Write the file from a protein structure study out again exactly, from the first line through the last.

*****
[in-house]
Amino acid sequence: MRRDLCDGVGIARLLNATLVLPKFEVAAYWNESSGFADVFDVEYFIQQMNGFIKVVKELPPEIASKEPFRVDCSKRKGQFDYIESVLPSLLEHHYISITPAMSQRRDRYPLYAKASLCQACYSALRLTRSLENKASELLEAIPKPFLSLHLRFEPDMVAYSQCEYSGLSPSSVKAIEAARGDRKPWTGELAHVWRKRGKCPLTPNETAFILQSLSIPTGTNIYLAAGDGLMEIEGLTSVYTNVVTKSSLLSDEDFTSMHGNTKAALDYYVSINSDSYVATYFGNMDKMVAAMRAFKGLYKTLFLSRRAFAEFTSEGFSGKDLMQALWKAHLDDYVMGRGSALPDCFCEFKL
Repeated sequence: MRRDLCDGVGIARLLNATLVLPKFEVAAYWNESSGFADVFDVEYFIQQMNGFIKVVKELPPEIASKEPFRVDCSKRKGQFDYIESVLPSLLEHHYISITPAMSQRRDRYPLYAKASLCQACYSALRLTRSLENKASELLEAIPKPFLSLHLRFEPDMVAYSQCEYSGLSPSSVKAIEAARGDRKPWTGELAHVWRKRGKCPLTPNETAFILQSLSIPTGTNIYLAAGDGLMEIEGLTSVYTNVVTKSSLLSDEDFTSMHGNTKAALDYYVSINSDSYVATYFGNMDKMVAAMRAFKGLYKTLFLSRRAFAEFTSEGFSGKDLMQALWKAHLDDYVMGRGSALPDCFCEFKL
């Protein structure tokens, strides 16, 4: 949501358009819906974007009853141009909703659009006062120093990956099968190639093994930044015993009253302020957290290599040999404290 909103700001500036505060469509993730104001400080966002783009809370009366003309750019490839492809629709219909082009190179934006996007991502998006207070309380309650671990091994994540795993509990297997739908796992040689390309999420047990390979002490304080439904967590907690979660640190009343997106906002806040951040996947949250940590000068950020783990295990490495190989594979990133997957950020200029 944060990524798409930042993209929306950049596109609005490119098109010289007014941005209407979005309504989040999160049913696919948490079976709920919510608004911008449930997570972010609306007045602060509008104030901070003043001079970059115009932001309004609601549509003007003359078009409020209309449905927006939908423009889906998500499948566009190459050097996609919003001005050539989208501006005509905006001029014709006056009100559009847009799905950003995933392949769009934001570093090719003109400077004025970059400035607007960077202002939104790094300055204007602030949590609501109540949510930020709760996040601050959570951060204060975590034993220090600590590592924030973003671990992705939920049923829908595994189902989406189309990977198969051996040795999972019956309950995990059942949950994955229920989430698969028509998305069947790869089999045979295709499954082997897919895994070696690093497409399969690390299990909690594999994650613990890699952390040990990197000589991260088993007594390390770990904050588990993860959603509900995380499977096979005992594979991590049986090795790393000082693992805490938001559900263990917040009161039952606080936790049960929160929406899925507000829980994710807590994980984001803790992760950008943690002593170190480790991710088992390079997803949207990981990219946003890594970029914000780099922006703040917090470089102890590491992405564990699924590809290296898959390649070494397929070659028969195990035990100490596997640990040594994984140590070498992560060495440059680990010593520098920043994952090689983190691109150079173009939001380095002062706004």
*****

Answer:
[in-house]
Amino acid sequence: MRRDLCDGVGIARLLNATLVLPKFEVAAYWNESSGFADVFDVEYFIQQMNGFIKVVKELPPEIASKEPFRVDCSKRKGQFDYIESVLPSLLEHHYISITPAMSQRRDRYPLYAKASLCQACYSALRLTRSLENKASELLEAIPKPFLSLHLRFEPDMVAYSQCEYSGLSPSSVKAIEAARGDRKPWTGELAHVWRKRGKCPLTPNETAFILQSLSIPTGTNIYLAAGDGLMEIEGLTSVYTNVVTKSSLLSDEDFTSMHGNTKAALDYYVSINSDSYVATYFGNMDKMVAAMRAFKGLYKTLFLSRRAFAEFTSEGFSGKDLMQALWKAHLDDYVMGRGSALPDCFCEFKL
Repeated sequence: MRRDLCDGVGIARLLNATLVLPKFEVAAYWNESSGFADVFDVEYFIQQMNGFIKVVKELPPEIASKEPFRVDCSKRKGQFDYIESVLPSLLEHHYISITPAMSQRRDRYPLYAKASLCQACYSALRLTRSLENKASELLEAIPKPFLSLHLRFEPDMVAYSQCEYSGLSPSSVKAIEAARGDRKPWTGELAHVWRKRGKCPLTPNETAFILQSLSIPTGTNIYLAAGDGLMEIEGLTSVYTNVVTKSSLLSDEDFTSMHGNTKAALDYYVSINSDSYVATYFGNMDKMVAAMRAFKGLYKTLFLSRRAFAEFTSEGFSGKDLMQALWKAHLDDYVMGRGSALPDCFCEFKL
């Protein structure tokens, strides 16, 4: 949501358009819906974007009853141009909703659009006062120093990956099968190639093994930044015993009253302020957290290599040999404290 909103700001500036505060469509993730104001400080966002783009809370009366003309750019490839492809629709219909082009190179934006996007991502998006207070309380309650671990091994994540795993509990297997739908796992040689390309999420047990390979002490304080439904967590907690979660640190009343997106906002806040951040996947949250940590000068950020783990295990490495190989594979990133997957950020200029 944060990524798409930042993209929306950049596109609005490119098109010289007014941005209407979005309504989040999160049913696919948490079976709920919510608004911008449930997570972010609306007045602060509008104030901070003043001079970059115009932001309004609601549509003007003359078009409020209309449905927006939908423009889906998500499948566009190459050097996609919003001005050539989208501006005509905006001029014709006056009100559009847009799905950003995933392949769009934001570093090719003109400077004025970059400035607007960077202002939104790094300055204007602030949590609501109540949510930020709760996040601050959570951060204060975590034993220090600590590592924030973003671990992705939920049923829908595994189902989406189309990977198969051996040795999972019956309950995990059942949950994955229920989430698969028509998305069947790869089999045979295709499954082997897919895994070696690093497409399969690390299990909690594999994650613990890699952390040990990197000589991260088993007594390390770990904050588990993860959603509900995380499977096979005992594979991590049986090795790393000082693992805490938001559900263990917040009161039952606080936790049960929160929406899925507000829980994710807590994980984001803790992760950008943690002593170190480790991710088992390079997803949207990981990219946003890594970029914000780099922006703040917090470089102890590491992405564990699924590809290296898959390649070494397929070659028969195990035990100490596997640990040594994984140590070498992560060495440059680990010593520098920043994952090689983190691109150079173009939001380095002062706004």